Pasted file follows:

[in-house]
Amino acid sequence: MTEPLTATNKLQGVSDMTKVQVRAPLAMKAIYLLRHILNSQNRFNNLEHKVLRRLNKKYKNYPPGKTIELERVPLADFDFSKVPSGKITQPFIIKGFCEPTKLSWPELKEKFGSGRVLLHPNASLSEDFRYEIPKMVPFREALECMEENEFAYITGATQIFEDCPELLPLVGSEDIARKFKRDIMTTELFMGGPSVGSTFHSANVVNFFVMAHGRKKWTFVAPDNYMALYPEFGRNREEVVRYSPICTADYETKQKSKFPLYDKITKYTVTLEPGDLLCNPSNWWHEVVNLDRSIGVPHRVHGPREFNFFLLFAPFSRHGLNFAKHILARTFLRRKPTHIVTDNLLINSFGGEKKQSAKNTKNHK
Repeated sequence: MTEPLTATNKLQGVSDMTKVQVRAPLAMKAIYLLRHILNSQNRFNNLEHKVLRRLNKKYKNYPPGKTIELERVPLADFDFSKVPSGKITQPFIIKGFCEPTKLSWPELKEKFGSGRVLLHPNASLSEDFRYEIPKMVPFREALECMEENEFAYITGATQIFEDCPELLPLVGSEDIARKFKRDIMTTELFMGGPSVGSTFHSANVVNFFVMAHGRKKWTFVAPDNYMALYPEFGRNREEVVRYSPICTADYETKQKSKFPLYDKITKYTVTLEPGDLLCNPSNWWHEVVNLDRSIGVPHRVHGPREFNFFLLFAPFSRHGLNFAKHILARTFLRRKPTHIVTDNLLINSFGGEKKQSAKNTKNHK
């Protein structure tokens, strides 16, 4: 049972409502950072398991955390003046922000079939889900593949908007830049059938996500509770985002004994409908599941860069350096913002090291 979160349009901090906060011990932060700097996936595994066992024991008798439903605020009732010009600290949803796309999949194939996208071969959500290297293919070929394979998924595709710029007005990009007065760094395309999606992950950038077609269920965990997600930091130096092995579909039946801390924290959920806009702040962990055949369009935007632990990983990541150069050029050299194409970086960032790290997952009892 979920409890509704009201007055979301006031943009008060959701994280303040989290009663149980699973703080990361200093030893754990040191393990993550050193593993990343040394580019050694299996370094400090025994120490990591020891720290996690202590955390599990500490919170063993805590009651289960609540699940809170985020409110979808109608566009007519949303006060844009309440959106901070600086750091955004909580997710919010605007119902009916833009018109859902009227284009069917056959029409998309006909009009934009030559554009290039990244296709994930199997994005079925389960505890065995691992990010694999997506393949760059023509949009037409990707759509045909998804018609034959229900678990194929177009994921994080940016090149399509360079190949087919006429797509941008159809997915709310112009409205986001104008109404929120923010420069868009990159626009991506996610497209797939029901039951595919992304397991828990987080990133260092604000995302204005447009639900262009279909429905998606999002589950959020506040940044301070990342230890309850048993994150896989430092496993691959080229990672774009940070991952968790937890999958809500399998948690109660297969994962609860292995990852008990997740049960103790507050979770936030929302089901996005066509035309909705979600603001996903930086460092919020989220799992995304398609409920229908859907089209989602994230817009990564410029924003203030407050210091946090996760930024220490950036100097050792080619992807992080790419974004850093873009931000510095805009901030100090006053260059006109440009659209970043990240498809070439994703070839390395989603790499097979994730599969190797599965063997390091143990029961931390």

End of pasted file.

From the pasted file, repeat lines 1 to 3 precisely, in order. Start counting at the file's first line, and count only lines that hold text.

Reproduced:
[in-house]
Amino acid sequence: MTEPLTATNKLQGVSDMTKVQVRAPLAMKAIYLLRHILNSQNRFNNLEHKVLRRLNKKYKNYPPGKTIELERVPLADFDFSKVPSGKITQPFIIKGFCEPTKLSWPELKEKFGSGRVLLHPNASLSEDFRYEIPKMVPFREALECMEENEFAYITGATQIFEDCPELLPLVGSEDIARKFKRDIMTTELFMGGPSVGSTFHSANVVNFFVMAHGRKKWTFVAPDNYMALYPEFGRNREEVVRYSPICTADYETKQKSKFPLYDKITKYTVTLEPGDLLCNPSNWWHEVVNLDRSIGVPHRVHGPREFNFFLLFAPFSRHGLNFAKHILARTFLRRKPTHIVTDNLLINSFGGEKKQSAKNTKNHK
Repeated sequence: MTEPLTATNKLQGVSDMTKVQVRAPLAMKAIYLLRHILNSQNRFNNLEHKVLRRLNKKYKNYPPGKTIELERVPLADFDFSKVPSGKITQPFIIKGFCEPTKLSWPELKEKFGSGRVLLHPNASLSEDFRYEIPKMVPFREALECMEENEFAYITGATQIFEDCPELLPLVGSEDIARKFKRDIMTTELFMGGPSVGSTFHSANVVNFFVMAHGRKKWTFVAPDNYMALYPEFGRNREEVVRYSPICTADYETKQKSKFPLYDKITKYTVTLEPGDLLCNPSNWWHEVVNLDRSIGVPHRVHGPREFNFFLLFAPFSRHGLNFAKHILARTFLRRKPTHIVTDNLLINSFGGEKKQSAKNTKNHK